Voted "Yes" The shutdown finally ended on October 16, 2013, when the House took a vote on HR 2775 after it was approved by the Senate. The bill to reopen the government lifted the $16.7 trillion debt limit and funds the government through January 15, 2014. Federal employees also received retroactive pay for the shutdown period. The only concession made by Senate Democrats was to require income verification for Obamacare subsidies.[26] The House passed the legislation shortly after the Senate, by a vote of 285-144, with all 144 votes against the legislation coming from Republican members. Pelosi voted for HR 2775.[27]

Spending cuts

While talking about potential spending cuts, Pelosi said, "The cupboard is bare. There's no more cuts to make." She went on, "We all want to reduce the deficit, Put everything on the table, review it, but you cannot have any more cuts just for the sake of cuts. Right now you’re taking trophies."[28]

Pelosi blasted House Republicans on the issue, but distinguished Speaker John Boehner from many of them. "I certainly don’t paint the speaker with that brush, but there are enough of them in their caucus to shut down the government. That would be a victory for them," Pelosi said.[28]

Federal pay cuts

In Feb. 2013, as federal agencies braced themselves for the imminent arrival of steep sequester spending cuts, Pelosi spoke out in opposition to cutting congressional salaries as a way to offset cuts to federal programming and personnel. "I don't think we should do it; I think we should respect the work we do...I think it's necessary for us to have the dignity of the job that we have rewarded," she said to reporters in Washington, D.C.[29] Pelosi conceded that her household income could easily withstand a pay cut, but pointed out that such financial security does not necessarily apply to all Congress members and staffers, especially those relied upon as their families' sole income providers.[29] "A sequester should be out of the question," stated Pelosi, in dissonance with the outlook expressed by fellow Democratic Rep. Steny Hoyer two weeks before President Obama issued the sequestration order. Hoyer correctly predicted that yielding to a sequester and letting its accompanying pay cuts take effect, were "obviously"[29] awaiting Congress, "like everybody else, and we will have to accommodate that," he said.[29][30] Congress was unable to agree on a planned recourse to the sequester by March 1, 2013, therefore setting off across-the-board federal budget cuts amounting to approximately $85 billion.[31]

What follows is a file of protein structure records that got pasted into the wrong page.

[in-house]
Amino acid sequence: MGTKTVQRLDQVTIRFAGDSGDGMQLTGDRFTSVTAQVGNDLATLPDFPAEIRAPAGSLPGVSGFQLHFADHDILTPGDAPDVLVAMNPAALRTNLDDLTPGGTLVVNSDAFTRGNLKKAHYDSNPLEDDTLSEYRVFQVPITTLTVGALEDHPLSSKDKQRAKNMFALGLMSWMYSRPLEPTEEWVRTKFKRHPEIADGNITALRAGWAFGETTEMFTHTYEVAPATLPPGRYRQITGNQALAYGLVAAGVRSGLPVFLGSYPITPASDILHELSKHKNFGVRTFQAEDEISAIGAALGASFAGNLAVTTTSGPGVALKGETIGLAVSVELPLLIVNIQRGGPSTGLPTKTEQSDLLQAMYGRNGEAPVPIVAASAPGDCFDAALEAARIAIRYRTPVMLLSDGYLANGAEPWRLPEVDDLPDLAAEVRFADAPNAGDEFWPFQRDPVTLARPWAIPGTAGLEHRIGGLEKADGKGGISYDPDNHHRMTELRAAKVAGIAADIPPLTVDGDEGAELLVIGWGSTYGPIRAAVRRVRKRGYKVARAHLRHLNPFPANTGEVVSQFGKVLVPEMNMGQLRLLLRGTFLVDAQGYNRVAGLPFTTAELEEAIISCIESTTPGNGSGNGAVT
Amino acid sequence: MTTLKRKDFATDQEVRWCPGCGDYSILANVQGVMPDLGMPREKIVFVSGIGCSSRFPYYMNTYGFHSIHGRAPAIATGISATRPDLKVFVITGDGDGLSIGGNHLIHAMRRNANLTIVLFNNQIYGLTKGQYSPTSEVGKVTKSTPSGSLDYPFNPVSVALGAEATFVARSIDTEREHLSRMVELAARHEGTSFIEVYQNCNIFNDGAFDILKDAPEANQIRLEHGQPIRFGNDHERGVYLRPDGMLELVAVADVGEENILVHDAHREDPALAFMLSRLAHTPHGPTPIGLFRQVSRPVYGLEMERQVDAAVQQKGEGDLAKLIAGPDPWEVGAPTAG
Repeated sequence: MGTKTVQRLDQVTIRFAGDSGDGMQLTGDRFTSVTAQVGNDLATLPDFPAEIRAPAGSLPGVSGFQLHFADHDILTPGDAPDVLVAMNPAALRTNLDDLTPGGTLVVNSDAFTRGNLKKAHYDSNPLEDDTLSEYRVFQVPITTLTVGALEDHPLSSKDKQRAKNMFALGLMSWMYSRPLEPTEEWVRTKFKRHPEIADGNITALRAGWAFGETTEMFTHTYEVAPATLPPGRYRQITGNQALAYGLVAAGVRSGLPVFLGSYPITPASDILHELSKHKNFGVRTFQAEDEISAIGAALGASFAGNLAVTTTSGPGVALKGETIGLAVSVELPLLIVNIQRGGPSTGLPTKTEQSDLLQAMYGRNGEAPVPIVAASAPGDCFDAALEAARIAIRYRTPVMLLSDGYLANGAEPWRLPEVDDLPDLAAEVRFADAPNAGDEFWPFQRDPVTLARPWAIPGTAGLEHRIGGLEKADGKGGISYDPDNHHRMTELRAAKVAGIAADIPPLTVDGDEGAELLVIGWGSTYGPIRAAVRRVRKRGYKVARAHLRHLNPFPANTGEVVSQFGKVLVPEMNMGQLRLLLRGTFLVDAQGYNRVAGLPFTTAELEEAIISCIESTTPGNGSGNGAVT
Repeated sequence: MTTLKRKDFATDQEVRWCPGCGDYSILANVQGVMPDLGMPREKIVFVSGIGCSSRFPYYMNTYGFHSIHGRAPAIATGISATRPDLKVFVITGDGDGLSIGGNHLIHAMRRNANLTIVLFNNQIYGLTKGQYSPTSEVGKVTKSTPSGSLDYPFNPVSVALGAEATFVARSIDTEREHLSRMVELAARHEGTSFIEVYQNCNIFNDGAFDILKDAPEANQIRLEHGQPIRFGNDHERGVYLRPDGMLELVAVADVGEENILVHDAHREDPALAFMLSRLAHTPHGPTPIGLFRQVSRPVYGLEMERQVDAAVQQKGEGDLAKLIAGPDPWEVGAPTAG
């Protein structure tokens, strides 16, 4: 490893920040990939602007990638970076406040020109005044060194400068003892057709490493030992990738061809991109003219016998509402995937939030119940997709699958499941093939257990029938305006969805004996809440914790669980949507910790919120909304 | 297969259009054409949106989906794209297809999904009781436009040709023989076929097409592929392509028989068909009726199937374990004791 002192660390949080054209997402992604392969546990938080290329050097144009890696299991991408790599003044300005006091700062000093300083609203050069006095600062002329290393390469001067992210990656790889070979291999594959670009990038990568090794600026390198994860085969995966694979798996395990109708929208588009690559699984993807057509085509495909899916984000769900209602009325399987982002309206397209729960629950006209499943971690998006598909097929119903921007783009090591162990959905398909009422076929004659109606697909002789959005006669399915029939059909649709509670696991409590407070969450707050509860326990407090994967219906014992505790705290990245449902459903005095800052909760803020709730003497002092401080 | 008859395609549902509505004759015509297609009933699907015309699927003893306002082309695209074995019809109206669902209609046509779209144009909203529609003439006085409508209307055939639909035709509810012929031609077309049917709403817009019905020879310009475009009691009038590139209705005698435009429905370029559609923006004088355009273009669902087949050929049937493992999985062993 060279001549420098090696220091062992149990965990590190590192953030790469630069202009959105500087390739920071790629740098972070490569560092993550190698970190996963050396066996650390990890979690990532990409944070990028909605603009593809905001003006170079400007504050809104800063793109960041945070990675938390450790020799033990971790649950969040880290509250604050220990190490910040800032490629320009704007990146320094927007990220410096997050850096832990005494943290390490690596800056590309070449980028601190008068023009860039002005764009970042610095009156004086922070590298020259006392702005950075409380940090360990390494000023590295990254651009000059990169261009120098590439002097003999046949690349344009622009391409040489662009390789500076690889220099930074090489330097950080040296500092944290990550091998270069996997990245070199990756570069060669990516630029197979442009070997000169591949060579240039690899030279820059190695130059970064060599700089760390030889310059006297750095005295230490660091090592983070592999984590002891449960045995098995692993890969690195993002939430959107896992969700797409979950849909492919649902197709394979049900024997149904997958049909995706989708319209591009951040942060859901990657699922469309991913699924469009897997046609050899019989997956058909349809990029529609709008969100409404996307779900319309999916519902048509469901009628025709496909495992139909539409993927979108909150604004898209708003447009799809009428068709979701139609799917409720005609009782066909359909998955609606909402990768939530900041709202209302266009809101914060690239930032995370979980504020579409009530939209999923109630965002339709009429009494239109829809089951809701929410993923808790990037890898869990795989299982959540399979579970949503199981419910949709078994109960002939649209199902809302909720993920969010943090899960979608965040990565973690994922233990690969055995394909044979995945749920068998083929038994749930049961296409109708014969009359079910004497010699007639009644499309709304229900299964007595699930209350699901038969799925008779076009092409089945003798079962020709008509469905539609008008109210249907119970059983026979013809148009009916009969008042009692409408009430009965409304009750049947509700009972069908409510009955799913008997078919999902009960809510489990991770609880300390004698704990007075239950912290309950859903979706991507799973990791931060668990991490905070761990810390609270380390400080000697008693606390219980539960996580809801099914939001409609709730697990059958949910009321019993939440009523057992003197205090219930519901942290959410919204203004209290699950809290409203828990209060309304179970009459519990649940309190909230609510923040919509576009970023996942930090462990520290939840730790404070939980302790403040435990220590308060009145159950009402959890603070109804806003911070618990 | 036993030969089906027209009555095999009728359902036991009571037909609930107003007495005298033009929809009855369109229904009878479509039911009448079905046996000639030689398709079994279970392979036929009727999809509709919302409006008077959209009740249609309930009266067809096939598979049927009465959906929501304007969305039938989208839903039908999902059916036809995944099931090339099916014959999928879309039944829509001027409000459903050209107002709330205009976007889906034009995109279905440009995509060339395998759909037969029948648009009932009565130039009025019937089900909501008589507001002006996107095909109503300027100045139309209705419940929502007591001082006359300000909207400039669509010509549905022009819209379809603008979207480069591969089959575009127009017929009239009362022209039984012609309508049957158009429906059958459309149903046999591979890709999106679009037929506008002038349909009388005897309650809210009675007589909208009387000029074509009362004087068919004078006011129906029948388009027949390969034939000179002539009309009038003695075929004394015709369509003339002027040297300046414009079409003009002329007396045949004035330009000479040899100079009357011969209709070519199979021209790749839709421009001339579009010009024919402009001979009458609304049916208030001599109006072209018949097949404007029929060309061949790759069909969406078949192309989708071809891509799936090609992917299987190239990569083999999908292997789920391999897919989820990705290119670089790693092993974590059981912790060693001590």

Federal Pay Adjustment Act

Voted "No" Pelosi voted against HR 273 - Eliminates the 2013 Statutory Pay Adjustment for Federal Employees. The bill passed the House on February 15, 2013, with a vote of 261 - 154. The bill would prevent a 0.5% pay increase for all federal workers from taking effect, saving the federal government $11 billion over 10 years.[32]

Immigration

Plans to introduce legislation in October 2013

Reports circulated at the end of September 2013 that Pelosi is considering introducing legislation combining the comprehensive immigration bill that passed the Senate Judiciary Committee in May with a bipartisan border-security bill from the House Homeland Security Committee.[33]

The strategy was detailed at a meeting hosted by Pelosi in September 2013 with top House Democrats and several immigration-rights advocates. The plan would be to publicly release the bill around the same time as the October 5, 2013, National Day of Action that is meant to mobilize grass-roots support and pressure the House Republican leadership to take up immigration reform that includes a pathway to citizenship.[33]

The thinking, according to an aide familiar with the strategy, is that combining those two measures would create a bill that could rally support from as many lawmakers in the House as possible.[33]